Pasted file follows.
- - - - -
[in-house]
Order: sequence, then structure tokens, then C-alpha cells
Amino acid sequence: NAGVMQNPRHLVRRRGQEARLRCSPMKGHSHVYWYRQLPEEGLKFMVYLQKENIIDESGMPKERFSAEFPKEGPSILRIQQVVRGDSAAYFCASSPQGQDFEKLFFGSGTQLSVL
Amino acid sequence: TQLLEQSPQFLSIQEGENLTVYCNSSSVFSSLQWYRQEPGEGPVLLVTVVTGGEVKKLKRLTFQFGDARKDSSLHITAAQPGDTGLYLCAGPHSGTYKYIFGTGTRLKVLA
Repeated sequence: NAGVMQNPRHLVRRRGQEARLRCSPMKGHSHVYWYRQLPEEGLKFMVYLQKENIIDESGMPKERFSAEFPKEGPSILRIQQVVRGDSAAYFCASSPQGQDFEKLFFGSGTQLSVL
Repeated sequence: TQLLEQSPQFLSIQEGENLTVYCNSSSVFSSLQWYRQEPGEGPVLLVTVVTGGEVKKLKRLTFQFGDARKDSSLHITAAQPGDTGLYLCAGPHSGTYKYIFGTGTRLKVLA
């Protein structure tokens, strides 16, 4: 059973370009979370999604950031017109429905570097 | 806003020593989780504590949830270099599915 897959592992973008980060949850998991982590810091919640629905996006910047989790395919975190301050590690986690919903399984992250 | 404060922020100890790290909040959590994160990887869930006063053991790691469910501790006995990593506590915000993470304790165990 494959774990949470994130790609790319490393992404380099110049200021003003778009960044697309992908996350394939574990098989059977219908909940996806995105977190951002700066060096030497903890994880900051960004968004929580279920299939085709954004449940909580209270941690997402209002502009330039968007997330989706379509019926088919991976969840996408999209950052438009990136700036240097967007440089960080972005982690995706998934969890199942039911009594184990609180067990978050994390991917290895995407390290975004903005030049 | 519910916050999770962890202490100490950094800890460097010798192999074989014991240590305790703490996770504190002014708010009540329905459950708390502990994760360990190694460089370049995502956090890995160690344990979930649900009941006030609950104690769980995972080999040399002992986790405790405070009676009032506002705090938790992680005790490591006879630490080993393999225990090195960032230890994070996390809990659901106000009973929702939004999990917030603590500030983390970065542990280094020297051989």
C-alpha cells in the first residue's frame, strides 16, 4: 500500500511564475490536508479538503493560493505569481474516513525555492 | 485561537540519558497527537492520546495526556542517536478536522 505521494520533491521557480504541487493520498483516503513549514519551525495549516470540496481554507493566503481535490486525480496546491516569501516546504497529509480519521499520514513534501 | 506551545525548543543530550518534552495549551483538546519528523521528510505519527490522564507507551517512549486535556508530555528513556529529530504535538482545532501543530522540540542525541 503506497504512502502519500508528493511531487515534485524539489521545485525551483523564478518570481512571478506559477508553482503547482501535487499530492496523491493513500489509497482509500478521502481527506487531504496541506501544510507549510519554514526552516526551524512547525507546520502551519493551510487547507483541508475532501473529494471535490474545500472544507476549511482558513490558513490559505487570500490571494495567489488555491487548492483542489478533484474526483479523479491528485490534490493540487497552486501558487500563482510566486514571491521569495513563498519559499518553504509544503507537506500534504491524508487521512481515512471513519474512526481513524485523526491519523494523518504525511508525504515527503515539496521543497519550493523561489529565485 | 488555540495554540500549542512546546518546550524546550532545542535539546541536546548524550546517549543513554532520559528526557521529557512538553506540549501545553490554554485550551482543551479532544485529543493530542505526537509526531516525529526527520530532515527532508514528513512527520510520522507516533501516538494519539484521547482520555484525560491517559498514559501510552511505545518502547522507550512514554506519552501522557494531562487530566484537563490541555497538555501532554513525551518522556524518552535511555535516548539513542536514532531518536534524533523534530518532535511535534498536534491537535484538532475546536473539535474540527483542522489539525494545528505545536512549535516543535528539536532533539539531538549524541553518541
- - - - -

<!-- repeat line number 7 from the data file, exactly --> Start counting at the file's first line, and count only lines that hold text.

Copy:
């Protein structure tokens, strides 16, 4: 059973370009979370999604950031017109429905570097 | 806003020593989780504590949830270099599915 897959592992973008980060949850998991982590810091919640629905996006910047989790395919975190301050590690986690919903399984992250 | 404060922020100890790290909040959590994160990887869930006063053991790691469910501790006995990593506590915000993470304790165990 494959774990949470994130790609790319490393992404380099110049200021003003778009960044697309992908996350394939574990098989059977219908909940996806995105977190951002700066060096030497903890994880900051960004968004929580279920299939085709954004449940909580209270941690997402209002502009330039968007997330989706379509019926088919991976969840996408999209950052438009990136700036240097967007440089960080972005982690995706998934969890199942039911009594184990609180067990978050994390991917290895995407390290975004903005030049 | 519910916050999770962890202490100490950094800890460097010798192999074989014991240590305790703490996770504190002014708010009540329905459950708390502990994760360990190694460089370049995502956090890995160690344990979930649900009941006030609950104690769980995972080999040399002992986790405790405070009676009032506002705090938790992680005790490591006879630490080993393999225990090195960032230890994070996390809990659901106000009973929702939004999990917030603590500030983390970065542990280094020297051989």